January 19, 2012 at 11:48 pm | Reply
      • Nelbert

        Spoken like a true blue Kool-aid drinker.

        January 20, 2012 at 8:36 am |
    • ruthie

      really? i am one of the american people, and i want both of those things! only when gasoline becomes really expensive will anyone get serious about alternatives. gasoline is far more expensive in the rest of the world than it is in the u.s. right now. still, cars are on the road in those countries. we use far too much oil in this country precisely because it has always been relatively cheap here. same with food. we obviously consume too much of that, too. we have become a fat, lazy country.

      January 20, 2012 at 11:22 am | Reply
  2. George Patton

    I cannot understand for the very life of me why the KeystoneXL Company doesn't build it's pipeline west to the city of Vancouver, B.C. which is far closer than Texas and where refineries can be built. It would far cheaper for them and help many Canadians find work. Am I the only person here to think of this? Evidently yes!

    January 19, 2012 at 2:56 pm | Reply
    • Ben

      NAFTA does not allow Canada that option. The pipelines through the Midwest are the precursor to the Highways that run Parallel to the pipelines. The Goal is to connect Canada, and Mexico to the US Market. The Federal government plans to build it, the political battle is over which Party gets the most benefits.
      Canada would be smart to build a pipeline to Vancouver, but they conceded that option when they signed NAFTA.

      January 19, 2012 at 4:41 pm | Reply
      • Cormac

        You'll have to explain why NAFTA requires this.

        January 19, 2012 at 7:16 pm |
      • Methuselah

        No true. The proposed Northern Gateway pipeline across British Olumbia to Canada's west coast is being debated in the Canadian Parliament right now. But the First Nations tribes, like farmers and ranchers across the US Midwest, don't want oil spills on their land or in their water, either.

        With dozens of spills in just one year on the original Keystone pipeline already in operation, they know it is just a matter of time, and refuse to have their lands become the sacrifice zone for the world's oil addiction.

        January 19, 2012 at 7:17 pm |
    • Scott

      It's easier to build a pipeline south through the prairies then west through the Canadian Rockies. That is a principal consideration – cost of the line. However, as you know, the challenge of a mountain route is certainly not insurmountable (pardon the pun).

      January 20, 2012 at 1:00 pm | Reply
  3. Muin

    Canada might be better off pursuing asian market for better price than U.S market.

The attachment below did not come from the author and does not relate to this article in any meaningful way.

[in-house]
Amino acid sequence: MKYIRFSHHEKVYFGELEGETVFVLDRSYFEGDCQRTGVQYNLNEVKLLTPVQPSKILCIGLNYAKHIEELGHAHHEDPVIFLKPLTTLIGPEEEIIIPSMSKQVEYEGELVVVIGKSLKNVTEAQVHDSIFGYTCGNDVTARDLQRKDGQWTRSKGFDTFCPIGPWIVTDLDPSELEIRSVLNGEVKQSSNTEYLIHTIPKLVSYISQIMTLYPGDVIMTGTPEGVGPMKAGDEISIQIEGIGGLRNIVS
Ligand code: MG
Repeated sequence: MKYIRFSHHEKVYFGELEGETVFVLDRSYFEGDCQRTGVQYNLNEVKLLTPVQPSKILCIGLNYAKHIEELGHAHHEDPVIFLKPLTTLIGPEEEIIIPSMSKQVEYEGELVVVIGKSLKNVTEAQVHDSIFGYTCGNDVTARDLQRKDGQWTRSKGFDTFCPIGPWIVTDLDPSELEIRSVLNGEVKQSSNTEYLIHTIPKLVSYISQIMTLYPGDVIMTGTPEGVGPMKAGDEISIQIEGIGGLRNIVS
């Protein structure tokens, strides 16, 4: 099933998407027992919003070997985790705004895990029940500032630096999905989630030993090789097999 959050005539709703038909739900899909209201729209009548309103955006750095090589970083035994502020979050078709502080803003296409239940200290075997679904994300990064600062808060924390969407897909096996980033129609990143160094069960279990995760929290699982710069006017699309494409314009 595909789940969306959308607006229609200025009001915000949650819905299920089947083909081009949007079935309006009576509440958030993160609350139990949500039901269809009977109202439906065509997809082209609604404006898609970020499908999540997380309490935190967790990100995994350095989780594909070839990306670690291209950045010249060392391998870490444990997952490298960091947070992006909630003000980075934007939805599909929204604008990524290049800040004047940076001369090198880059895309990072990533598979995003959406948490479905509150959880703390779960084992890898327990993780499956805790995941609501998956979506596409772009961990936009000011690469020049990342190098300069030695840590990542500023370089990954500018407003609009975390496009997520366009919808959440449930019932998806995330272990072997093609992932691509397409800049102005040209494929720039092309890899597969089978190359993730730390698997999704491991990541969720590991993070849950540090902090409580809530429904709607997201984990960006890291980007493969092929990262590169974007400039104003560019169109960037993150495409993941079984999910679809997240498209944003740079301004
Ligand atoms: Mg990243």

January 19, 2012 at 3:37 pm | Reply
    • Methuselah

      Duh, that is what this is about. The Keystone XL pipeline is an EXPORT pipeline for China, and will raise gas prices for Americans. Google "keystone export pipeline". This has everything to do with helping Canada access Asian markets. Canada is sitting on a gold mine of Black Death and they want to make billions off of China, bypass American markets and let Americans pay for the damages and clean up.

      Plus even the owner of the pipeline admits it will only create, at most, 6000 temporary jobs at any given time. And only 50 permanent jobs. Not worth the danger to our water, farmland, or future.

      January 19, 2012 at 7:37 pm | Reply
      • Oppose keystone

        Exactly. But the fact that the pipeline is intended to provide access to asian markets by going through us tax free export zones is rarely discussed in the media. Most people think the pipeline is to provide oil for us markets but Canada already has access to us markets but not world markets. The Canadian president tries to bluff that they will build a pipeline in Canada and just sell the oil to china when that is their plan no matter where the pipeline is built. Canada already has access to us markets but not world markets. The reason for the pipeline is to bypass us markets. We will be cutting our own throats if this approved. Add in the potential for environmental damage and it's a disaster waiting to happen.

        May 9, 2012 at 6:31 am |
  4. Sharon

    Can't our country do two things at the same time. Find cheaper crude oil and look for alternative energy solutions? I guess it's no big deal to our President since he doesn't have to worry about his travel budget as we, the 50% of the wage earners/taxpayers will have to pay that bill too.